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Estate of Murphy v. State, Department of Corrections

United States District Court, D. Alaska

December 19, 2018

ESTATE OF JOSEPH MURPHY, Plaintiff,
v.
STATE OF ALASKA, DEPARTMENT OF CORRECTIONS, et al., Defendants.

          ORDER AND OPINION [RE: MOTION AT DOCKET 53]

          JOHN W. SEDWICK SENIOR JUDGE, UNITED STATES DISTRICT COURT

         I. MOTION PRESENTED

         At docket 53 plaintiff Estate of Joseph Murphy (“Plaintiff”) asks the court to conduct an in camera review of certain personnel and disciplinary records of defendant Jill Robinson (“Robinson”). Robinson responded at docket 68. Plaintiff replies at docket 74. Oral argument was not requested and would not be of assistance to the court.

         II. BACKGROUND

         Joseph Murphy (“Murphy”) was sent to the Lemon Creek Correctional Center (“Lemon Creek”) from Bartlett Regional Hospital on August 13, 2015, to be temporarily detained for alcohol detoxification and suicide monitoring pursuant to AS 47.37.170. Early the next morning he complained to Robinson, a nurse at Lemon Creek, of chest pains and requested his medication. Plaintiff alleges that Robinson did not obtain Murphy's medication and did not follow-up or monitor his condition. Plaintiff alleges that Murphy made two subsequent requests for medication to other Lemon Creek staff members but his requests went unheeded. According to Plaintiff, a Lemon Creek video shows Murphy collapsing in his cell twenty-six minutes after he first requested his medications from Robinson. He was declared dead about an hour later, after resuscitation efforts failed.

         III. DISCUSSION

         As part of Plaintiff's 42 U.S.C. § 1983 claim against Robinson, Plaintiff served various requests for production, including the following:

1) RFP No.1 - production of Robinson's state employee personnel file;
2) RFP No. 4 - production of any written or recorded statements or communications regarding Joseph Murphy, the death of Joseph Murphy, investigations into the death of Joseph Murphy, or the Department of Corrections's November 13, 2015 Administrative Review by Dean Williams and Joe Hanlon;
3) RFP No. 7 - production of any writing received or sent by Robinson in which she discusses Joseph Murphy and/or her care and treatment of him.

         Robinson objected to the three requests based on her right to privacy under AS 39.25.080 and Article I § 22 of the Alaska Constitution and based on medical peer review privilege. After the court's issuance of an order at docket 48 regarding the applicability of AS 39.25.080 to Defendant Corcoran's personnel file, Robinson narrowed the basis of her objection to medical peer review privilege, set forth at AS 18.23.030.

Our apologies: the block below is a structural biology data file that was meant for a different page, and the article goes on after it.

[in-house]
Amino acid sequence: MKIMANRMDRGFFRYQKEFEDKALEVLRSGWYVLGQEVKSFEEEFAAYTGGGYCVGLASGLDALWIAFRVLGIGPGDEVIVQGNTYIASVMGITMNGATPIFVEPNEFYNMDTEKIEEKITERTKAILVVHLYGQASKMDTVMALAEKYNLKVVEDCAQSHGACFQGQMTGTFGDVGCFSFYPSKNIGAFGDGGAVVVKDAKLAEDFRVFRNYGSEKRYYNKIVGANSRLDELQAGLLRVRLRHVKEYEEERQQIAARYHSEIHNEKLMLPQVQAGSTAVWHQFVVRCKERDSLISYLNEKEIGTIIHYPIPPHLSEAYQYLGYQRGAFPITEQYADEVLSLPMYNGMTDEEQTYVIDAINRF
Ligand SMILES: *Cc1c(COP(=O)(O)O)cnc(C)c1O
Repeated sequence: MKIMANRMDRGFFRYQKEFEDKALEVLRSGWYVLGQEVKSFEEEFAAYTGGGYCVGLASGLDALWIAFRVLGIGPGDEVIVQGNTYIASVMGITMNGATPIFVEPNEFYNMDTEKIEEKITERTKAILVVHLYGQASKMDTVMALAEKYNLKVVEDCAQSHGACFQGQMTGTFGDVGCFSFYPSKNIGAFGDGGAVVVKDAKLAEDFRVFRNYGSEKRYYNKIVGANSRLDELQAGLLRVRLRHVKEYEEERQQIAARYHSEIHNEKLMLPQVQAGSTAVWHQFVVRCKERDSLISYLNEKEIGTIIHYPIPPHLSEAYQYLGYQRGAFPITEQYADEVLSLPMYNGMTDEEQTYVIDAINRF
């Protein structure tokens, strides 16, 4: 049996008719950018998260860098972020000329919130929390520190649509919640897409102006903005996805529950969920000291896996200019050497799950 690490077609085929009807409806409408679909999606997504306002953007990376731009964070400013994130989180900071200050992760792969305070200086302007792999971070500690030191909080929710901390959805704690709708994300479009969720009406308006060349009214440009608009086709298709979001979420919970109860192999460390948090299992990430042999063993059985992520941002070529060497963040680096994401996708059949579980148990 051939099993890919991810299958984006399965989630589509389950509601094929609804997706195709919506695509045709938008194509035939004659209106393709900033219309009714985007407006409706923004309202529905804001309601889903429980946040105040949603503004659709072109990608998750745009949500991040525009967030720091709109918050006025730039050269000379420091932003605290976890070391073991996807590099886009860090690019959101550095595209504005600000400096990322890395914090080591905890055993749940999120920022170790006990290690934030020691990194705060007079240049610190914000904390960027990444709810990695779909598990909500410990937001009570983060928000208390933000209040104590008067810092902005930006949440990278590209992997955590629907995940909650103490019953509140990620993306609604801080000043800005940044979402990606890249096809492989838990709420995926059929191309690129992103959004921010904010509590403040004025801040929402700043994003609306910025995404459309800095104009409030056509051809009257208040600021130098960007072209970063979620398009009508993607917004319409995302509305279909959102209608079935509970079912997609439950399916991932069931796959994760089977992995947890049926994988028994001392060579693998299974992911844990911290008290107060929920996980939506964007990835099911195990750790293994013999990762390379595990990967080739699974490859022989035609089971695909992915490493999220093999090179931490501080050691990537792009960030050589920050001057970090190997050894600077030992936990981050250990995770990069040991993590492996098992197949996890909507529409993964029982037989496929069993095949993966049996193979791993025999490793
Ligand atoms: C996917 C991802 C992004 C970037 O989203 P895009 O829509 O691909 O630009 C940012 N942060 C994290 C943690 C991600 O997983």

The medical peer review privilege statute protects the proceedings of and records generated by a medical peer review organization and protects the investigative process used by the organization.[1] The statute states as follows:

(a) Except as provided in (b) of this section, all data and information acquired by a review organization in the exercise of its duties and functions shall be held in confidence and may not be disclosed to anyone except to the extent necessary to carry out the purposes of the review organization and is not subject to subpoena or discovery. Except as provided in (b) of this section, a person described in AS 18.23.020 may not disclose what transpired at a meeting of a review organization except to the extent necessary to carry out the purposes of a review organization, and the proceedings and records of a review organization are not subject to discovery or introduction into evidence in a civil action against a health care provider arising out of the matter that I the subject of consideration by the review organization. Information, documents, or records otherwise available from original sources are not immune from discovery or use in a civil action merely because they were presented during proceedings of a review organization, nor may a person who testified before a review organization or who is a member of it be prevented from testifying as to matters within the person's knowledge, but a witness may not be asked about the witness's testimony before a review organization or opinions formed by the witness as a result of its hearings, except as provided in (b) of this section.[2]

         Disclosure of information and details deemed confidential under the statute constitutes a misdemeanor.[3] The parties agree that the Department of Corrections' peer review committee qualifies as a ...


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